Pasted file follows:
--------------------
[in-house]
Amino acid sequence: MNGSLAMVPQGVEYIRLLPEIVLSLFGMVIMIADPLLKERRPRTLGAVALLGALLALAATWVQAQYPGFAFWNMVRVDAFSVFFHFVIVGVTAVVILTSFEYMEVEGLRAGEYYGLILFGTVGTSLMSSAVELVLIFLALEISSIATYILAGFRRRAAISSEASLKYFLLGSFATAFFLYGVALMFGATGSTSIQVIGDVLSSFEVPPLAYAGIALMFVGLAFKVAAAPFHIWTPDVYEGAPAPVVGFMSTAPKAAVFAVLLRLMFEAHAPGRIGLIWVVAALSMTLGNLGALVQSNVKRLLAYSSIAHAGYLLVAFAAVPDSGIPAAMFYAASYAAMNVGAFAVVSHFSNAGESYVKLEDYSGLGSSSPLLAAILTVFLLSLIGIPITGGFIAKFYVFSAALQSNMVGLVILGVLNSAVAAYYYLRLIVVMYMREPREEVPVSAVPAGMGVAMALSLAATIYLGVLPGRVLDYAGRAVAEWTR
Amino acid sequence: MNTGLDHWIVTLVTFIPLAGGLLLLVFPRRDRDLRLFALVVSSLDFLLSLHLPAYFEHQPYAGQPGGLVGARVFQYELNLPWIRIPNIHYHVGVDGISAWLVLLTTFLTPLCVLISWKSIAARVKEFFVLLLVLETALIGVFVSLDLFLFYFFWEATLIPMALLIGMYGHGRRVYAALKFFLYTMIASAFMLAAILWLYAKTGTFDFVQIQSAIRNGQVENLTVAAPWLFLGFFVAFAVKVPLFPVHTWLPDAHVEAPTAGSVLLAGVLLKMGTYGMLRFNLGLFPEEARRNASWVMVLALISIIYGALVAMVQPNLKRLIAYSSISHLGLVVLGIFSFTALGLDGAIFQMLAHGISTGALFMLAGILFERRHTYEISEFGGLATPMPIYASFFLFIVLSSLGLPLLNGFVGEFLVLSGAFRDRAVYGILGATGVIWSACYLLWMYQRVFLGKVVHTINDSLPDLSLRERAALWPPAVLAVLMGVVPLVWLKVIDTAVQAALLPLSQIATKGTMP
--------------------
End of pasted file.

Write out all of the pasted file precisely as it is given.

[in-house]
Amino acid sequence: MNGSLAMVPQGVEYIRLLPEIVLSLFGMVIMIADPLLKERRPRTLGAVALLGALLALAATWVQAQYPGFAFWNMVRVDAFSVFFHFVIVGVTAVVILTSFEYMEVEGLRAGEYYGLILFGTVGTSLMSSAVELVLIFLALEISSIATYILAGFRRRAAISSEASLKYFLLGSFATAFFLYGVALMFGATGSTSIQVIGDVLSSFEVPPLAYAGIALMFVGLAFKVAAAPFHIWTPDVYEGAPAPVVGFMSTAPKAAVFAVLLRLMFEAHAPGRIGLIWVVAALSMTLGNLGALVQSNVKRLLAYSSIAHAGYLLVAFAAVPDSGIPAAMFYAASYAAMNVGAFAVVSHFSNAGESYVKLEDYSGLGSSSPLLAAILTVFLLSLIGIPITGGFIAKFYVFSAALQSNMVGLVILGVLNSAVAAYYYLRLIVVMYMREPREEVPVSAVPAGMGVAMALSLAATIYLGVLPGRVLDYAGRAVAEWTR
Amino acid sequence: MNTGLDHWIVTLVTFIPLAGGLLLLVFPRRDRDLRLFALVVSSLDFLLSLHLPAYFEHQPYAGQPGGLVGARVFQYELNLPWIRIPNIHYHVGVDGISAWLVLLTTFLTPLCVLISWKSIAARVKEFFVLLLVLETALIGVFVSLDLFLFYFFWEATLIPMALLIGMYGHGRRVYAALKFFLYTMIASAFMLAAILWLYAKTGTFDFVQIQSAIRNGQVENLTVAAPWLFLGFFVAFAVKVPLFPVHTWLPDAHVEAPTAGSVLLAGVLLKMGTYGMLRFNLGLFPEEARRNASWVMVLALISIIYGALVAMVQPNLKRLIAYSSISHLGLVVLGIFSFTALGLDGAIFQMLAHGISTGALFMLAGILFERRHTYEISEFGGLATPMPIYASFFLFIVLSSLGLPLLNGFVGEFLVLSGAFRDRAVYGILGATGVIWSACYLLWMYQRVFLGKVVHTINDSLPDLSLRERAALWPPAVLAVLMGVVPLVWLKVIDTAVQAALLPLSQIATKGTMP